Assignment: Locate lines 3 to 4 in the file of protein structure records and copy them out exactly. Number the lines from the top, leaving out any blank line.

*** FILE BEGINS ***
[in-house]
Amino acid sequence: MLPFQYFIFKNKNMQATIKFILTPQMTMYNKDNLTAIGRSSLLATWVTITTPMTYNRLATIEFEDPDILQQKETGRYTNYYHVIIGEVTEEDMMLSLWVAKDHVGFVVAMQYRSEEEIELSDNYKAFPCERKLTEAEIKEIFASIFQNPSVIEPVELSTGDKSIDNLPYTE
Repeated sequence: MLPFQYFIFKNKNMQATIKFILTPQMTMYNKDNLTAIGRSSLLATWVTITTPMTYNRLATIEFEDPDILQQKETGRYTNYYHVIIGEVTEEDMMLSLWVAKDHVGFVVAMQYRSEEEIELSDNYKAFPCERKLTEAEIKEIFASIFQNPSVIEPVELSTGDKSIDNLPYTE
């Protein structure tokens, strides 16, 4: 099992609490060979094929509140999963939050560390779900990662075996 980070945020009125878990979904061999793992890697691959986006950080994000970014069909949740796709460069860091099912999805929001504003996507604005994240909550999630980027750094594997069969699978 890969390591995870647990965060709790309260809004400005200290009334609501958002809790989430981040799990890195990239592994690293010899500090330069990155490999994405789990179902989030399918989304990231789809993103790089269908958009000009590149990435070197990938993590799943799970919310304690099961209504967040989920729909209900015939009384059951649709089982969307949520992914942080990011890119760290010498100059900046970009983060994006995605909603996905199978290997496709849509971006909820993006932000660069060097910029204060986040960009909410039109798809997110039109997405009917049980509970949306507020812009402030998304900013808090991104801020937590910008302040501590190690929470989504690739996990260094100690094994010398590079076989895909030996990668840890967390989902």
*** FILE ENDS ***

Repeated sequence: MLPFQYFIFKNKNMQATIKFILTPQMTMYNKDNLTAIGRSSLLATWVTITTPMTYNRLATIEFEDPDILQQKETGRYTNYYHVIIGEVTEEDMMLSLWVAKDHVGFVVAMQYRSEEEIELSDNYKAFPCERKLTEAEIKEIFASIFQNPSVIEPVELSTGDKSIDNLPYTE
């Protein structure tokens, strides 16, 4: 099992609490060979094929509140999963939050560390779900990662075996 980070945020009125878990979904061999793992890697691959986006950080994000970014069909949740796709460069860091099912999805929001504003996507604005994240909550999630980027750094594997069969699978 890969390591995870647990965060709790309260809004400005200290009334609501958002809790989430981040799990890195990239592994690293010899500090330069990155490999994405789990179902989030399918989304990231789809993103790089269908958009000009590149990435070197990938993590799943799970919310304690099961209504967040989920729909209900015939009384059951649709089982969307949520992914942080990011890119760290010498100059900046970009983060994006995605909603996905199978290997496709849509971006909820993006932000660069060097910029204060986040960009909410039109798809997110039109997405009917049980509970949306507020812009402030998304900013808090991104801020937590910008302040501590190690929470989504690739996990260094100690094994010398590079076989895909030996990668840890967390989902």